Thursday, February 16, 2006

Death and fiddles

My dissertation is due in five weeks. I should be working on it. But the interviews that will form the basis of the whole thing are sitting in a little room in my department, waiting for the sound technician to copy them onto CD for me. I asked for the copies nearly two weeks ago and I'm starting to get cross. I hate complaining, but if they're not ready tomorrow I might just have to go in and complain a bit, otherwise I might have a small nervous breakdown over the weekend. I have to give a presentation next Friday on my progress so far; if I don't get those interviews back it's going to be a very short presentation.

In the meantime I've been making a start on my literature essay on death and illness in Victorian texts. I'm actually quite looking forward to writing it, but seeing as I know how insignificant it is compared to my dissertation, I can't settle to it.

Tonight I've been invited to a session in Stirling. A friend of mine is in a traditional music society there and he's asked me to go. I've barely played my fiddle in the 5 years since I left school; I had to dust the case when I dragged it out from under my bed this afternoon. I've been practising for a bit and it doesn't sound too awful. I'm quite looking forward to it, it'll be nice to play with other people again. Hopefully it'll take my mind off essays - but I promise to be back to work first thing tomorrow.

5 Comments:

At 9:04 AM, Anonymous Steven said...

I'm glad the session went well Katharine.

 
At 3:44 PM, Blogger Magpie K said...

Thanks babe. Yeah, it was really good - must be like riding a bike!

The only trouble is, my mouth STILL tastes like an ashtray, and it's nearly 4 in the afternoon. Roll on the smoking ban! (although I suppose that wouldn't include people's kitchens anyway).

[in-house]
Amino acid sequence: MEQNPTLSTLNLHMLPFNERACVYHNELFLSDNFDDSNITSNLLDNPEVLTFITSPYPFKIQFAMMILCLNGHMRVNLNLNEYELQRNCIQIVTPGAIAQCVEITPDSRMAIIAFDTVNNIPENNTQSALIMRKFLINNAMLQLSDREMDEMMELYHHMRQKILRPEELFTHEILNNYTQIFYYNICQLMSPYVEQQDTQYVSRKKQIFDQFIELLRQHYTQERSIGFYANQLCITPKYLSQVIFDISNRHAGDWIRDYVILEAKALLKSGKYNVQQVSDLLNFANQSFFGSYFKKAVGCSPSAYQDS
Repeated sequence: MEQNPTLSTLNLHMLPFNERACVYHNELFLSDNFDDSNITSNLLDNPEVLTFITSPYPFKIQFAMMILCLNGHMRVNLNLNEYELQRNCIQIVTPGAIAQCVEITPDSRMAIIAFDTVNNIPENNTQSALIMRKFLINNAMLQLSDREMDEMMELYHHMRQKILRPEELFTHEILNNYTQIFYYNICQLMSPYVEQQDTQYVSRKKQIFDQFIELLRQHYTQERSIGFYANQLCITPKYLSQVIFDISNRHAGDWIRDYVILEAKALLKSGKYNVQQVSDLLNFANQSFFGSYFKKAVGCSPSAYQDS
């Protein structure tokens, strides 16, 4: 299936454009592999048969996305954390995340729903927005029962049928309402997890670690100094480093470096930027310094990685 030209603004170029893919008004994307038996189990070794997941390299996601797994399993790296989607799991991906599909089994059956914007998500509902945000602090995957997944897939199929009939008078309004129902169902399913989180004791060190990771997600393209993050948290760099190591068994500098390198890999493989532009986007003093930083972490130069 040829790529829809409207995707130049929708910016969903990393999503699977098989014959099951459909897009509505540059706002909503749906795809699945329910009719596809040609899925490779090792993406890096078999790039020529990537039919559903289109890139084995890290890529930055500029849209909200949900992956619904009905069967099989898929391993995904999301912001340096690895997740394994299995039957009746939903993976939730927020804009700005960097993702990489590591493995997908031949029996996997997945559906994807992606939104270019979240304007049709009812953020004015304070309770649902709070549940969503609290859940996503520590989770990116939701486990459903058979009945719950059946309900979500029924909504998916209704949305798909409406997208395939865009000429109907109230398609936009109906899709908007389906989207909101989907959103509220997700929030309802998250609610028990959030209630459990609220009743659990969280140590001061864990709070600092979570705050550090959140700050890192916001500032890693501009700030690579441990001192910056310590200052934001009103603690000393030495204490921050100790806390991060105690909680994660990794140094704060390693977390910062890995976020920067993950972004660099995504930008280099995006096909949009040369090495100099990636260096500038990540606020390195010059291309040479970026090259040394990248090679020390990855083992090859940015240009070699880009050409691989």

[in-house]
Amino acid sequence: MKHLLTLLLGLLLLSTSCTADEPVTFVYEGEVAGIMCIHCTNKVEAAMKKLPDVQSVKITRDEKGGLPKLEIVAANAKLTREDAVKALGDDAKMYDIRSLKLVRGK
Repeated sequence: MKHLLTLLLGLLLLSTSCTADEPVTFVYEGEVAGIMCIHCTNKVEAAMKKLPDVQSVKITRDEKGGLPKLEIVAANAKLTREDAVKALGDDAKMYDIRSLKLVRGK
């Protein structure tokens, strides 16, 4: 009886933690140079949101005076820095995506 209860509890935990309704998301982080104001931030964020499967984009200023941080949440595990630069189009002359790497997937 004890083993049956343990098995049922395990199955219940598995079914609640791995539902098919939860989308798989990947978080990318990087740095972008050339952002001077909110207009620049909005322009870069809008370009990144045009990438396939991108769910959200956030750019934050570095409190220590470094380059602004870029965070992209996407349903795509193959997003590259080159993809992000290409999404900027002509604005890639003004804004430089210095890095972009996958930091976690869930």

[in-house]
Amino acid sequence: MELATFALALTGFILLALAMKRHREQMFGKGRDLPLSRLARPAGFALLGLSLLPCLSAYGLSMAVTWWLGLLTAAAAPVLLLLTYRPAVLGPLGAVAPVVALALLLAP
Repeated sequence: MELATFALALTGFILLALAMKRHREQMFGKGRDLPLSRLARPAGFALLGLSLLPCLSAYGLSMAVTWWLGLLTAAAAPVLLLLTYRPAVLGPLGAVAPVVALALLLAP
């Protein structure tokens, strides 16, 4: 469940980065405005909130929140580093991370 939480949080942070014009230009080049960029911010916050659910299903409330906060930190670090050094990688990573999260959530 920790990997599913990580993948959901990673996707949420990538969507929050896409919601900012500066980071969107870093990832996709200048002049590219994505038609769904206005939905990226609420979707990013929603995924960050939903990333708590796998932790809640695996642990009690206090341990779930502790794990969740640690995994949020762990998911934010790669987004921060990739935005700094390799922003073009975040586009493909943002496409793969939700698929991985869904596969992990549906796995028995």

At 10:30 AM, Anonymous Steven said...

If it were the Irish Republic, then it would include people's kitchens - if that is someone's place of work. E.g. If the plumber comes in to fix your sink, then you can't smoke in your own kitchen! Cool eh? And just the way it should be.

 
At 8:45 PM, Blogger Dutch said...

do I dare admit that when I lived in Ireland I developed a mild obssession with traditional music in that annoying way that Americans latch on to something that is really none of their business?

I even bought a banjo.

I spent a summer in County Clare transcribing traditional music that the local farmers knew.

I know Scottish trad is completely different, but I think it's awesome that you're getting back into it.

 
At 11:05 PM, Blogger Magpie K said...

Thanks for the encouragement Dutch. We really play a mixture of both - Scottish and Irish go pretty well together! ;)

I've always wanted to play the banjo.

 

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